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Potential Seen for N.Y. Real Estate

By KAREN MATTHEWS, Associated Press Writer

Fri Oct 18, 2002

NEW YORK (AP) - With more than 12 million square feet of commercial space now vacant, can Lower Manhattan absorb the 10 million or more square feet of new office space being planned to replace the World Trade Center?

The real estate industry is divided on the answer.

Skeptics say Sept. 11 raised big questions about the future of commercial real estate in Manhattan. Others, like property executive M. Myers Mermel, say the next boom will create huge demand for office space.

"It's based on historical absorption patterns," said Mermel, who runs Tenantwise.com, an online commercial real estate firm. "At some point the broad market indices have got to come back, which will take the real estate market with them."

The current situation is not promising.

The official vacancy rate in Lower Manhattan is 13.4 percent, or 12.4 million square feet, according to real estate firm Cushman & Wakefield.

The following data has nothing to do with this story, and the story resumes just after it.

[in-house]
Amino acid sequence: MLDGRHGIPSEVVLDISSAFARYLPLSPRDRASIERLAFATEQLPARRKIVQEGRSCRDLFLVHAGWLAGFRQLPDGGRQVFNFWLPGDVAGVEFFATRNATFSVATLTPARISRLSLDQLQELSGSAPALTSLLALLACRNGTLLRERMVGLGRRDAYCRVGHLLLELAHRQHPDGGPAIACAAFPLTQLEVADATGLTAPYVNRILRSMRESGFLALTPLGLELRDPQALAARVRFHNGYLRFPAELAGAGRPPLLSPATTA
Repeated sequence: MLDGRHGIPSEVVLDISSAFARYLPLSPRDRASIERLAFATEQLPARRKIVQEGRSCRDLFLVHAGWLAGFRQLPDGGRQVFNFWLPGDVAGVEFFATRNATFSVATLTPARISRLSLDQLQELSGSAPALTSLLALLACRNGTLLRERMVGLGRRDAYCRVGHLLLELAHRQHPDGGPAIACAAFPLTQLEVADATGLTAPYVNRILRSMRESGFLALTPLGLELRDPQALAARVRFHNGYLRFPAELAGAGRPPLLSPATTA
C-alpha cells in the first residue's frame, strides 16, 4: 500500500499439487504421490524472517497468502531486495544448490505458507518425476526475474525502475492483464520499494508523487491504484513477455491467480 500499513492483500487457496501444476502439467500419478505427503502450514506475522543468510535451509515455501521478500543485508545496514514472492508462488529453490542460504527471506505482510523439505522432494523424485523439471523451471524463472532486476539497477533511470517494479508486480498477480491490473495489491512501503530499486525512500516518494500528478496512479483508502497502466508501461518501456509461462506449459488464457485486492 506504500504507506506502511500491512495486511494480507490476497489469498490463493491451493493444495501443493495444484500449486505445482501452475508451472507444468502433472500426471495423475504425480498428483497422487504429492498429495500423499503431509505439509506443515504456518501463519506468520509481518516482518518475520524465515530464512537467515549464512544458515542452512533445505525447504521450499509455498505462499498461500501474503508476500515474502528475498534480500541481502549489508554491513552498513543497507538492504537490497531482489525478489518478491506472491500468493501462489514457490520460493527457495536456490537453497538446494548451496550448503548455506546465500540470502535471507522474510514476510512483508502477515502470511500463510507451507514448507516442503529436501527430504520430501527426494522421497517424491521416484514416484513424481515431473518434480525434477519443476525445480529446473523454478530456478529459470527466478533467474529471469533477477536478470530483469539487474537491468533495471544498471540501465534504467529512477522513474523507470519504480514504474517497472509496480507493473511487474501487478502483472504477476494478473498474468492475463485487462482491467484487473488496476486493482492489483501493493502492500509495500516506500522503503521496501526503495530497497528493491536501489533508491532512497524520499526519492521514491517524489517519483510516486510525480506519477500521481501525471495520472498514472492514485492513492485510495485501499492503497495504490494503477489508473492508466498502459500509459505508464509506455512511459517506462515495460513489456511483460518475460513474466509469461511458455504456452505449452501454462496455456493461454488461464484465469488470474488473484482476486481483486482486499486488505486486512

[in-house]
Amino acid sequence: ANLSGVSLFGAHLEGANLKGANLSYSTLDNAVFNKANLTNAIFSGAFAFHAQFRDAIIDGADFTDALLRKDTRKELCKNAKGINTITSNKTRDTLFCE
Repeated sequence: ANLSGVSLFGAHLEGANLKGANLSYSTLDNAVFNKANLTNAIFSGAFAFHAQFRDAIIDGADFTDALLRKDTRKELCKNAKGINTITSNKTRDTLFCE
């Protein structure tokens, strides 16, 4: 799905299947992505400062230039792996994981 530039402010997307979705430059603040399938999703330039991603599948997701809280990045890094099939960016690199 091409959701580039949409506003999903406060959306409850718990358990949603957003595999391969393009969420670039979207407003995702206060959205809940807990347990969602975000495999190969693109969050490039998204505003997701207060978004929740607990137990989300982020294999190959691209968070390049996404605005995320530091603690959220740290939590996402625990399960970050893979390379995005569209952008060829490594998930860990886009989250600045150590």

Yet the Lower Manhattan Development Corp., the city-state agency charged with redeveloping the trade center site, is planning for 10 million to 13.5 million square feet of new office space at and around ground zero. About 13 million square feet of office space was destroyed in the attacks.

Some experts say terrorism and financial industry trends may have put a lasting chill on demand for Manhattan office space, especially downtown.

"After Sept. 11 there's some real questions about the long-term trends for high-class office space in New York City," said Jonathan Bowles, research director for the Center for an Urban Future, a think tank.

"You've got the decentralization of the financial industry and you've also got a situation where if they do have a presence, a lot of the big financial firms much prefer to be in midtown."

One reason more square footage might be needed: Relatively little existing space is considered "class A" with high ceilings, climate control and modern computer and fiber optic lines.

"Clearly there's going to be a strong demand and a strong need to replace that class A stock," said Kenneth Krasnow, the head of Cushman & Wakefield's New York office.

There is also a movement afoot to fill financial industry vacancies by turning downtown into a biotechnology corridor. A group called the New York City Partnership proposed this month to convert 300,000 square feet into offices suitable for research and development.

Copyright 2002 Associated Press. All rights reserved.
 

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